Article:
12 Obvious conclusion #2 A major HSO Transformation priority should be on maternal / child / family health – Leverage interest from multiple partners in new models; primary care, ob/ midwifery, public health – Foundation for “prevention” strategy: healthy kids ready to learn Longer term strategy but need to start now – Some short term savings in new maternity models – Major long term savings

13 New Maternity Model?

14 Patients Enrolled in CMMI Interventions # Pts Year One # Pts Year Two # Pts Year Three3-year Total ICCT C-Train ITT Standardized Hospital Discharge and Transition ED Guide Total Patients Touched – ,362 Notes: These figures are estimates. Some of these interventions have little prior experience to draw from. Also, patients may be counted twice because many will be enrolled in multiple interventions; these are not unique patient counts.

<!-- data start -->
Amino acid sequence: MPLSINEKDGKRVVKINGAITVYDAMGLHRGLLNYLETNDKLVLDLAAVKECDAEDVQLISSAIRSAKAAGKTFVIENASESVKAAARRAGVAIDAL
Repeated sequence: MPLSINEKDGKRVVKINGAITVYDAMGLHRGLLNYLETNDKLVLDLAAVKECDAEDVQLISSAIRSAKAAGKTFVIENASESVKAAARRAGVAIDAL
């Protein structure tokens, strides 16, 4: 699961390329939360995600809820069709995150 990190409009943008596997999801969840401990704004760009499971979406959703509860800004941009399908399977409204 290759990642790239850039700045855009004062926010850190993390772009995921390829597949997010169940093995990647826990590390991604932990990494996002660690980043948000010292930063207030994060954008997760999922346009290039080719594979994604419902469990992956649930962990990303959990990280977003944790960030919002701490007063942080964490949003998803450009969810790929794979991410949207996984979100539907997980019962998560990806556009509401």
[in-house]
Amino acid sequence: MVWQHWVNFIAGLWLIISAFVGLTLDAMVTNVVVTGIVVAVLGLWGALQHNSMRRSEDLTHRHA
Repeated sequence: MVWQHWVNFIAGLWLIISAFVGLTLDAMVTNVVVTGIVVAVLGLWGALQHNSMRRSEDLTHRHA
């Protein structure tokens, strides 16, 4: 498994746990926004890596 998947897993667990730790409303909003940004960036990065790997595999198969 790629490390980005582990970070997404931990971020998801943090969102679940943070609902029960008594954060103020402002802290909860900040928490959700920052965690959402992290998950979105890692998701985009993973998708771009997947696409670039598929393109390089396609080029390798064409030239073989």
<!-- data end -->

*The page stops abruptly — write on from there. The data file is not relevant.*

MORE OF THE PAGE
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16 Where Do We Start? Strategy #1: Leverage CMMI Health Commons Grant as springboard for broad delivery system change – Creates new 50+ FTE new direct service HSO workforce to focus on reducing high utilization driven by unmet socio behavioral needs – Target group approx one third of all high acuity/ cost members Strategy #2: Align clinical efforts of partner organizations around CMMI Health Commons effort – Convene Clinical Leaders to align Medicaid strategic planning efforts: large scale change means large systems change: CMO Work Group – Coordinate Care Management efforts of all partner organizations to create “virtual care management system;” Care Management Taskforce – Drive practice change efforts from needs of managing high acuity members: embedded care management and behavioral health, integration with mental health and addictions Strategy #3: Build community partnerships with services that effect HSO outcomes and cost – EMS, supportive housing, social services, family support programs, schools etc – Help align local community assets to support those at risk